IMAP (Internet Messages Access Protocol)

IMAP (Internet Messages Access Protocol)

IMAP (Internet Messages Access Protocol): originally developed in 1986 by Mark Crispin, it’s a client/server protocol.

It is an email protocol that is used to access email messages in a remote web server from a local client, it is an application layer email protocol. Its well-known port address is 143.

The emails messages that are received are kept by the internet server, it can work on a slow connection.

IMAP Protocol is one of the two most used protocols used to retrieve information from the mail server, almost every mail clients and mail server support IMAP and POP3.

IMAP allows you to access, read, organize and sort your email messages without having to download it first. As a result; IMAP is very fast and efficient as whenever you check your mailbox it connects to the server and it’s possible to check your email from different devices without missing a thing.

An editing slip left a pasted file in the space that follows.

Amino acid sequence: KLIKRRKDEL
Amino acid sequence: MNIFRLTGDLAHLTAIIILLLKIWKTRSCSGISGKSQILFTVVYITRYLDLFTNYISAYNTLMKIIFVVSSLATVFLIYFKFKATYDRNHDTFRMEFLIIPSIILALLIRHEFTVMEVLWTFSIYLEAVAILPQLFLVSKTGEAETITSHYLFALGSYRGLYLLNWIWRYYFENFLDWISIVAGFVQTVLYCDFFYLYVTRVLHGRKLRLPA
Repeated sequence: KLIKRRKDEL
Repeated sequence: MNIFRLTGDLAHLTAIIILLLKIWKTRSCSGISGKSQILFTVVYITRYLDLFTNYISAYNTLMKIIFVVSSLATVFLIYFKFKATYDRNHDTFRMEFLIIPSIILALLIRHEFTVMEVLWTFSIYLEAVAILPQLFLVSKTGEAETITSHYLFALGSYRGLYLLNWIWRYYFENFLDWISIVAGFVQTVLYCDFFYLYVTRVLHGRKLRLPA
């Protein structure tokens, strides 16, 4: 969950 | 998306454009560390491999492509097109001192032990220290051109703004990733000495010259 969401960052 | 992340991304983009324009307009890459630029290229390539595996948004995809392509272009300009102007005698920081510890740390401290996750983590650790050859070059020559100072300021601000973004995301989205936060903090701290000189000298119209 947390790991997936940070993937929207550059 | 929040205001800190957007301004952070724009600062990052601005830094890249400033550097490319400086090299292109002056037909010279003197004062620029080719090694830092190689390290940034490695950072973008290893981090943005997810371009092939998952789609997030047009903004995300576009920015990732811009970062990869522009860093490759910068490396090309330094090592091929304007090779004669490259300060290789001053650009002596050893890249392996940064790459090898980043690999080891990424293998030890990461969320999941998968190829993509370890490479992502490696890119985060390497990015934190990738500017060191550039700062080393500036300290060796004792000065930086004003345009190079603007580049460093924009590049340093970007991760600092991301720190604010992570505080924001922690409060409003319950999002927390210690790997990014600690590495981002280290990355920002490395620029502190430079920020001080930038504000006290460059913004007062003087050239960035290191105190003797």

How does it work?

The easiest way to understand how IMAP works is by thinking of it as an intermediary between your email client and your email server.

Email servers are always used when sending and receiving email messages. With IMAP, though, they remain on the server unless you explicitly delete them from it. When you sign into an email client like Microsoft Outlook, it contacts the email server using IMAP. The headers of all of your email messages are then displayed. If you choose to read a message, it is quickly downloaded so that you can see it – emails are not downloaded unless you need to open them.

Main advantages

There are several advantages to using IMAP:

1. It allows you to access your messages from anywhere via all devices you want.

2. It only downloads message when you click on it.

3. Attachments are not automatically downloaded

4. IMAP can be used offline (like POP)